When the resumes of Tom Hanks and filmmaker Garry Marshall are considered, “Nothing in Common” usually isn’t one of the first titles to come to mind. And that’s a shame.
Currently streaming on Crackle, the 1986 movie is equal parts comedy and drama — and it was an early indication of the performance depths Hanks could go to, since he generally was known just for providing laughs at that point. He plays a fast-rising star on the Chicago advertising scene, self-assured enough to harangue his boss (Marshall-movie regular Hector Elizondo) about being given a partnership at their firm.
Work-driven as he is, that’s where the focus of Hanks’ David Basner largely stays, until he suddenly has a personal crisis to deal with. His mother (a wonderful Eva Marie Saint) has walked out on his father (the ever-great Jackie Gleason, in his final role), as David is caught in the middle as he tries to tend to their separate needs. Mom is a lot happier with her new status than stubborn Dad, who always has had a strained relationship with David.
Back on the work front David is vying to land a major account that involves catering to another difficult fellow, an airline executive (“Northern Exposure’s” Barry Corbin) who has his super-sharp daughter (Sela Ward) as his main counsel. She cleverly checks out Basner before he knows who she really is and her presence makes for some tricky moments he has with an old flame who has remained a close friend (a charming Bess Armstrong).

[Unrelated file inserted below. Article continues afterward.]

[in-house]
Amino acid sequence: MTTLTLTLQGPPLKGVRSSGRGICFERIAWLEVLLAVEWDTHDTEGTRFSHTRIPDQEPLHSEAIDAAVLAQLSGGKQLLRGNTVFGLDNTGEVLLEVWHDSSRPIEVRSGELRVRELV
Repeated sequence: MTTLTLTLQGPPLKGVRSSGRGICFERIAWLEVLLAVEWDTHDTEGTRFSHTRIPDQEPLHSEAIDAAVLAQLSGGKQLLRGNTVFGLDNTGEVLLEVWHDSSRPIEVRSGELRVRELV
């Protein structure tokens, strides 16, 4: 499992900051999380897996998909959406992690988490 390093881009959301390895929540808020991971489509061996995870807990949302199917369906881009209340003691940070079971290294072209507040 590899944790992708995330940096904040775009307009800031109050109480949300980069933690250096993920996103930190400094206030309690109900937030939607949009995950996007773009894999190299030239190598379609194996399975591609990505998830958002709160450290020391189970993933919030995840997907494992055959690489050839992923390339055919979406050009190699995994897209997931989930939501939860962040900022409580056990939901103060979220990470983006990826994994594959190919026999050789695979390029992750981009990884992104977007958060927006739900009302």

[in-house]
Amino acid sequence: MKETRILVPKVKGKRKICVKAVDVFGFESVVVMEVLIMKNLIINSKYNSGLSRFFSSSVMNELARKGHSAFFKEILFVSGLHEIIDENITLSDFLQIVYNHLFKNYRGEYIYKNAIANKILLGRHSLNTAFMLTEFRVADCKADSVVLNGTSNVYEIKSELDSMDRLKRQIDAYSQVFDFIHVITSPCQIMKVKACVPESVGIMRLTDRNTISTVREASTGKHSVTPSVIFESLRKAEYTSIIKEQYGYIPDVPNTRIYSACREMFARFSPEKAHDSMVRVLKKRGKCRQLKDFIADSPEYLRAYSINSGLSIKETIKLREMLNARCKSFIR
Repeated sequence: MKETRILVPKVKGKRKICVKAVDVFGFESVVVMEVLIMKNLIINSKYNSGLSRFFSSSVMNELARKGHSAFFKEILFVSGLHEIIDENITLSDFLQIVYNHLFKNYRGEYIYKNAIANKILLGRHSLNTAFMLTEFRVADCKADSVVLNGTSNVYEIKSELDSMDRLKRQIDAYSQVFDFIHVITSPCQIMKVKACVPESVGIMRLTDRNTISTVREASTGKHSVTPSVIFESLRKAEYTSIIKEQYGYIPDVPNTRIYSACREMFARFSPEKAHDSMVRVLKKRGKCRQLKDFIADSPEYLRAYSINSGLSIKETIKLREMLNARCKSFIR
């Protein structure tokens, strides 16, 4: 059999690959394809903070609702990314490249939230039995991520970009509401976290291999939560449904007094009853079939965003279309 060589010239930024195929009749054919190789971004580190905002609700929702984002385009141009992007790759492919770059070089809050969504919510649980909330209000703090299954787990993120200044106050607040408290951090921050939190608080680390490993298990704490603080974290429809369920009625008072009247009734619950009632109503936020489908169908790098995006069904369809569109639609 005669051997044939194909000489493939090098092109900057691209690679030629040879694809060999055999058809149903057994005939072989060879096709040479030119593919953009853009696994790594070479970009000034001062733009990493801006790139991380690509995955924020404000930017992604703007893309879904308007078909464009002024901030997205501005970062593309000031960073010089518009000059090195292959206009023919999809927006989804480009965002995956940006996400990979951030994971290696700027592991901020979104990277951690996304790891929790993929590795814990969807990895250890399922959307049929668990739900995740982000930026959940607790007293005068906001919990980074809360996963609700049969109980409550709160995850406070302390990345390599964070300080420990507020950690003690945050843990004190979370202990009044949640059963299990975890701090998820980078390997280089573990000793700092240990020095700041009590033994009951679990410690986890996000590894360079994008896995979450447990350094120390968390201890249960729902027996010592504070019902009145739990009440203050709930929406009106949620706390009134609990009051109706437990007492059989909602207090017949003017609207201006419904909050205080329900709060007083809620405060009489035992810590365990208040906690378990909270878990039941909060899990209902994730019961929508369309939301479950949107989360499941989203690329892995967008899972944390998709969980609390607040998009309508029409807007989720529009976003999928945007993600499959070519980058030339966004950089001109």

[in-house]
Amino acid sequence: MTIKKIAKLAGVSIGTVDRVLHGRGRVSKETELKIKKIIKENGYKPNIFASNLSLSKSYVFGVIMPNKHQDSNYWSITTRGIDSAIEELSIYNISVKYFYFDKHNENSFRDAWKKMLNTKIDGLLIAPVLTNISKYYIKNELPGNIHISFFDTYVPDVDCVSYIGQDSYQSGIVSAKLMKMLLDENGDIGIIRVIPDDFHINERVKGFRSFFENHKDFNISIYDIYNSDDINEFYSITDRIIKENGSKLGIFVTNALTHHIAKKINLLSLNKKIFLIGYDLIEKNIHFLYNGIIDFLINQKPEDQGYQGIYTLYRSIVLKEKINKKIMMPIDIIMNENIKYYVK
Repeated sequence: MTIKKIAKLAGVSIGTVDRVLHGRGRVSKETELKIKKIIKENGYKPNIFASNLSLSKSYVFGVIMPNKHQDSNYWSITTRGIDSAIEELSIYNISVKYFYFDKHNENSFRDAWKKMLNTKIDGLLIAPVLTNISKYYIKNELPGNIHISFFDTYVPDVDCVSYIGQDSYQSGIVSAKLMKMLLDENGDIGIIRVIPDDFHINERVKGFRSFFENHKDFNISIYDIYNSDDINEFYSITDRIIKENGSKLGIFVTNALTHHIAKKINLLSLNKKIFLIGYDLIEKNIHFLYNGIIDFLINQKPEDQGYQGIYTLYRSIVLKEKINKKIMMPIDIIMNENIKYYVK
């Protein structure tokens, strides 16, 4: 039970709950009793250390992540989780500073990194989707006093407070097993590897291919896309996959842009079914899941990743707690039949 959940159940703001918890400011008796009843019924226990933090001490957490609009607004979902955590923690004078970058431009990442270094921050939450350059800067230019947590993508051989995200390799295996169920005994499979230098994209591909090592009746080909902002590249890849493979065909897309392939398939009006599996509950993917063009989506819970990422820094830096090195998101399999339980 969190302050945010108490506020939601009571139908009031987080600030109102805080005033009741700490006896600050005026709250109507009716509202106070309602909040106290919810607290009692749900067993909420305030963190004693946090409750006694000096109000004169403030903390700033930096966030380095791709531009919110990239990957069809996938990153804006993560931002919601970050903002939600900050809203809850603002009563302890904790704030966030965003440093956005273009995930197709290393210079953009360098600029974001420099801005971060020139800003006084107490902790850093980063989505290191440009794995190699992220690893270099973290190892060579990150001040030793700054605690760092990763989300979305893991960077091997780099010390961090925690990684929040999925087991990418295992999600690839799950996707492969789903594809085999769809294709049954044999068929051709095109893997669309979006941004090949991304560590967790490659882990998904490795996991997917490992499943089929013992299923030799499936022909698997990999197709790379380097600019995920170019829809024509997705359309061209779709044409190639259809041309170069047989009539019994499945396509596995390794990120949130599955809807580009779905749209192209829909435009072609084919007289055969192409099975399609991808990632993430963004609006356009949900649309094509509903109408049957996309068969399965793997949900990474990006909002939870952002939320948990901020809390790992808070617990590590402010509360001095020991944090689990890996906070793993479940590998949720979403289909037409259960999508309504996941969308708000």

There’s clearly a lot to “Nothing in Common,” and certain reviewers unfairly carped at the time that it played out like one of Marshall’s television sitcoms. Admittedly, the principal characters become familiar on that level as the picture unspools, but there’s a lot to them … even the ones who might seem one-note early on.
As might be expected, that’s particularly true of David, giving Hanks a terrific showcase to utilize every mood and trait he’s known for. He’s a whirling dervish of hilarity in the opening scene as he returns to the office after a vacation, but especially as the on-screen relationship with Gleason develops, he also displays anger, desperation and poignancy. And his scenes with Armstrong are so wonderful, you’ll wish there were more of them.
Looking at “Nothing in Common” as a formative chapter in Hanks’ career and the capper to Gleason’s work aren’t the only reasons to see it, but they are very good and valid ones nevertheless.